Thursday: A Classless Society

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Perhaps the most socially attractive feature of primitive Christianity was the absence of class distinctions. Dividing walls had crumbled beneath the gospel’s weight. The common person triumphed through Christ. Christ transformed the ordinary into the extraordinary. Carpenters, tax collectors, stonecutters, queens, domestic servants, priests, Greeks, Romans, men, women, wealthy, and the destitute all became equals … [Click to read more …]

Wednesday: Heavenly Evaluation

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An evangelist once celebrated (perhaps bragged about) the attendance of quality upper-class people at his seminars. (One would hope he equally celebrated the attendance of the more ordinary types, as well.)   With Christ, however, no class distinctions existed; no one was ordinary; everyone was an exception. Not surprisingly, Jesus reached the masses with commonplace … [Click to read more …]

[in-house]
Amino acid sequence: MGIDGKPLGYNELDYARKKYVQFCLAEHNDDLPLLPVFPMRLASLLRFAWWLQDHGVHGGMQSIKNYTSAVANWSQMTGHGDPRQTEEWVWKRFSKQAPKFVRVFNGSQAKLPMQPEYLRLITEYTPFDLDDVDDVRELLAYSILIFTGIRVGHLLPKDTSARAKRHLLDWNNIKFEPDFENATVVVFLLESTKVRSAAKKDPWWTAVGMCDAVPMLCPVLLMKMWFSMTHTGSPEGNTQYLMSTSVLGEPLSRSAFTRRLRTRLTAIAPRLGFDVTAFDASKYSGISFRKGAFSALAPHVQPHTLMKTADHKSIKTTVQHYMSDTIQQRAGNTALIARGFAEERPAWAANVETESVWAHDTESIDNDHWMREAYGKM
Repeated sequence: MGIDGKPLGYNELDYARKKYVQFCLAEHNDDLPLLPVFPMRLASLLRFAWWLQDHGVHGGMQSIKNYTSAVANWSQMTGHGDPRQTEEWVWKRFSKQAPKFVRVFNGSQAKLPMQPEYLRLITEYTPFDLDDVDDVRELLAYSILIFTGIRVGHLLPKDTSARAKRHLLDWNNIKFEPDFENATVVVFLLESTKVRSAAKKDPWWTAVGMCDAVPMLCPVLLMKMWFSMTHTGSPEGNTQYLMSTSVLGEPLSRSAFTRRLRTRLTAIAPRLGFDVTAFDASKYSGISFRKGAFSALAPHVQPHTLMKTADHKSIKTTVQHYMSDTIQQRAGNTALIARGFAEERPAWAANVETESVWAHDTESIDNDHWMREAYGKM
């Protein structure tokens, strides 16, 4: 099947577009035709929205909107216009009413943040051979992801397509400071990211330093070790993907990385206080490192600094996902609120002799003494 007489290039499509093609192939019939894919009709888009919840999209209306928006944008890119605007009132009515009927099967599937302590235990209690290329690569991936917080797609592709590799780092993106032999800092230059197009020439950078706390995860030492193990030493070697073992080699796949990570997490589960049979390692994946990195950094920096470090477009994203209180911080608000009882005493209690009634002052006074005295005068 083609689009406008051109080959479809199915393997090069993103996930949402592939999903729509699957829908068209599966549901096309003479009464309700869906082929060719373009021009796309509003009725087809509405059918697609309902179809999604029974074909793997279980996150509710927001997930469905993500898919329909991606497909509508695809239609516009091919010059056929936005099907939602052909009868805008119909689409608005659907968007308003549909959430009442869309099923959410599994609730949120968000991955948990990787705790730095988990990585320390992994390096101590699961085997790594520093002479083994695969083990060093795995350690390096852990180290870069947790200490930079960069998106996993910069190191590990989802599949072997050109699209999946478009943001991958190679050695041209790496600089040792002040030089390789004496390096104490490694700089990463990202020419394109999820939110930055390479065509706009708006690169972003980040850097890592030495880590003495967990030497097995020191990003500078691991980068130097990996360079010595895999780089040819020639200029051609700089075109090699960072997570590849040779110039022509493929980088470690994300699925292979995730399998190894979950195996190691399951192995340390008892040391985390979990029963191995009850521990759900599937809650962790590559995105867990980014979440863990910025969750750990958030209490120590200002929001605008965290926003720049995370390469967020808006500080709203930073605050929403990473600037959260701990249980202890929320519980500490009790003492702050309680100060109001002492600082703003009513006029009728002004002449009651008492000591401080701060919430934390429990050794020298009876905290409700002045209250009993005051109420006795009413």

Monday: Transforming the “Common”

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Read John 2:1-11 and Matthew 15:32-39. How did Jesus use simple, everyday desires and needs to make disciples and transform lives? Ordinary people share natural physical, emotional, and social desires. They want physical nourishment, personal significance, and friendship. Jesus understood these characteristics, placing Himself in social situations that provided opportunities to reach people through these … [Click to read more …]

Sunday: Humble Beginnings

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Read Luke 2:21-28, Mark 6:2-4, and Leviticus 12:8. What do these verses tell us about the economic class into which Jesus was born? How would that class have influenced His ministry? Joseph and Mary’s purification offering clearly indicated their economically poor background. This tradition sprang from the Mosaic legislation recorded in Leviticus 12:8, and it … [Click to read more …]